A former mayor of Bergen is among those offering NOK 100,000 for the arrest and conviction of those responsible for demolishing what was supposed to be the world’s largest
Pepperkakeby (Gingerbread City). Thousands of children had spent all day building it in downtown Bergen on Saturday, only to see it smashed by vandals during the night.When police arrived Sunday morning at Bergen’s town square known as Torgallmenningen , they were met with a sorry sight inside the pavilion housing the vast collection of 650 gingerbread houses.
The vandals had “smashed hundreds of wonderfully decorated gingerbread houses, emptied the contents of a fire extinguisher on others and sprayed paint all over,” Steinar Kristoffersen, head of merchants’ association Bergen Sentrum, told news bureau NTB.
Bergen Sentrum had sponsored the annual non-profit event that’s become a pre-Christmas tradition in the west coast Norwegian city. The goal this year was to create the world’s largest “ by” (“city”) made up of edible, decorated gingerbread houses.
Families and businesses all over town had baked and delivered the gingerbread Saturday morning, and the pepperkakeby had been assembled by around 2,000 children during the day in the tent-pavillion in the heart of town. On Sunday, many hearts were broken.
Coffee merchant and former Bergen Mayor Herman Friele is among those so angered by the vandalism that he’s contributing to the reward for information leading to the arrest and conviction of the vandals. Half of the money will go to charity and half to the person who points police in the right direction.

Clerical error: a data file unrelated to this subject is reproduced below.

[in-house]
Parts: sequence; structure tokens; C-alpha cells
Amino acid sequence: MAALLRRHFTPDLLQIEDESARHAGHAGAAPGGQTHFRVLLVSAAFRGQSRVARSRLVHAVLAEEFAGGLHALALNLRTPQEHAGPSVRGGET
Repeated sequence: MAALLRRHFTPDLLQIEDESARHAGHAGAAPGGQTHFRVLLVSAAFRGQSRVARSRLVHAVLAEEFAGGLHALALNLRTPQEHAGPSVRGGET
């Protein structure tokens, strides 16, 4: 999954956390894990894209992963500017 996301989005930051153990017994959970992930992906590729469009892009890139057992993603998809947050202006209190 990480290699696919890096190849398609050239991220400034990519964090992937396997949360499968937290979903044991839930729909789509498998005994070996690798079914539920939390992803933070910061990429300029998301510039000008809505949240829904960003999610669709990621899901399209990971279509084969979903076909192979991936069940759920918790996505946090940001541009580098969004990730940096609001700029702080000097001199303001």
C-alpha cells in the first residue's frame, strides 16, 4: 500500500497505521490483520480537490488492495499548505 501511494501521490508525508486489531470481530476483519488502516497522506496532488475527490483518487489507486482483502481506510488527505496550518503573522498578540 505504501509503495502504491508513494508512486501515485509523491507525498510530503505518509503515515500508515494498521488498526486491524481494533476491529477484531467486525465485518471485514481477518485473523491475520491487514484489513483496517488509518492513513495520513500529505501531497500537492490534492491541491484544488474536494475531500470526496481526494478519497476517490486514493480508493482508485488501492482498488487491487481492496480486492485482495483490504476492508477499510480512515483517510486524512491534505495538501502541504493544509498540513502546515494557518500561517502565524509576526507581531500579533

Police have launched a full investigation and were planning to scan film from security cameras mounted around the square. By midday Monday police had collected several tips. “We hope we track down those who did this,” Ragnar Lyssand of the Hordaland Police District told NTB. “People who do something like this can’t be called anything other than idiots.”
So angry were other Bergen residents that the local bishop cautioned against a “lynch mob” mentality. Other local businesses were making donations to finance the rebuilding of a new pepperkakeby . A Facebook support group, formed to Redd Pepperkakebyen (“Save the Gingergread City”), had nearly 11,000 members by late Monday morning.
Construction of a new gingerbread community was already underway Monday afternoon. Bergen residents started baking Sunday and were arriving with new gingerbread house walls and ceilings, ready to assemble for the second time. A local security firm offered to guard it around the clock.